Opening 8th-century collect (Gelasian etc.) for the Twentieth Sunday after Pentecost later dropped from the Roman missal in favor of its contemporary, "Largire, quaesumus, domine, fidelibus tuis indulgentiam placatus et pacem", itself (I think) abandoned after Vatican II.  According to Corpus orationum no. 1062, the last occurrence of "Delicta nostra, domine" was in the mid-11th-century Udalricianus.

Saturday, October 21, 2017

Is the Superior General Catholic?

Giuseppe Cardinal Pizzardo, prefect of the Sacred Congregation of Seminaries and Universities, "expressed his disdain for [college and university] administrators who were in constant communication with Jesuit authorities in Rome, but never with the Catholic authorities (the emphasis was his)."

     James Tunstead Burtchaell, The dying of the light:  the disengagement of colleges and universities from their Christian churches (Grand Rapids, MI:  Eerdmans, 1998), 588.  This was somewhere between 1949 and 1965.

Friday, October 20, 2017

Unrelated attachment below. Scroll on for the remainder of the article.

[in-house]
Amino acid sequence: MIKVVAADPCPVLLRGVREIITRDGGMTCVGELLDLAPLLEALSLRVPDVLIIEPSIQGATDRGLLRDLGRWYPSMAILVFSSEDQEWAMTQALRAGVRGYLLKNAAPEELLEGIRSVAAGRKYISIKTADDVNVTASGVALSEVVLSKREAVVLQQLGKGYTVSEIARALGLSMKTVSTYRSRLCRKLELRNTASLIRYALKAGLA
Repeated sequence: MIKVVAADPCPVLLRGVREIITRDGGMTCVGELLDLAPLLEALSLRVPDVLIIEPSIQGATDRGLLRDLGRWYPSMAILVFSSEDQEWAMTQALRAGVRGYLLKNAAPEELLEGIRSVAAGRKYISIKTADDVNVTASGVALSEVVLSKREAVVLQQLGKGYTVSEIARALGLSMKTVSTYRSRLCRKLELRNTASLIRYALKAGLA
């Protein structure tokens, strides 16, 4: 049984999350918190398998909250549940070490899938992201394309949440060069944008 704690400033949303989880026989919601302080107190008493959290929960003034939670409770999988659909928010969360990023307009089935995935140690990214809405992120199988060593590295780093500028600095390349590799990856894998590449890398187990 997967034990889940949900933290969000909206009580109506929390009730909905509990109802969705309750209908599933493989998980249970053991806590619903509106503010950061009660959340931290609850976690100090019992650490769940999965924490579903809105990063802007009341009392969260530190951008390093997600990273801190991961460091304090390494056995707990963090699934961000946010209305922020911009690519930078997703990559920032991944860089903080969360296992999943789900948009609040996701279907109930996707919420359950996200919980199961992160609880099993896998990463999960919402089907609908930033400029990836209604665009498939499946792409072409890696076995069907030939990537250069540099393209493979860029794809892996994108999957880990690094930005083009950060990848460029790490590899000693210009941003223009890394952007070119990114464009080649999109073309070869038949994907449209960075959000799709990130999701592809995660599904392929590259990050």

Well, good for her. And count me among those who "seemed to be sure what was right and what was wrong."

"Gerty Pestalozzi and Eduard Thurneysen really tried to understand the different problems each of the three had and did not advise a certain direction.  But others seemed to be sure what was right and what was wrong. . . .  His mother very often expressed how little she agreed to what he was doing.  In 1933, when they consider the option of divorce, he tells his mother that he is tired of having to discuss all issues with her:  'Again:  I would be very happy if you could tell yourself that a man who is 47 years old should be able to know what he does when he comes to such a conclusion after a marriage of 20 years, and if you could trust this son of yours who after all is not unfamiliar to you that he does not want unscrupulously [(er nicht gewissenlos will)].'  His mother responds the following day harshly that God’s commandments are for all.  'What is the most brilliant theology good for, if it is to be shipwrecked in one’s own house [(Was hilft die scharfsinnigste Theologie, wenn sie im eigenen Hause Schiffbruch leidet)]?'"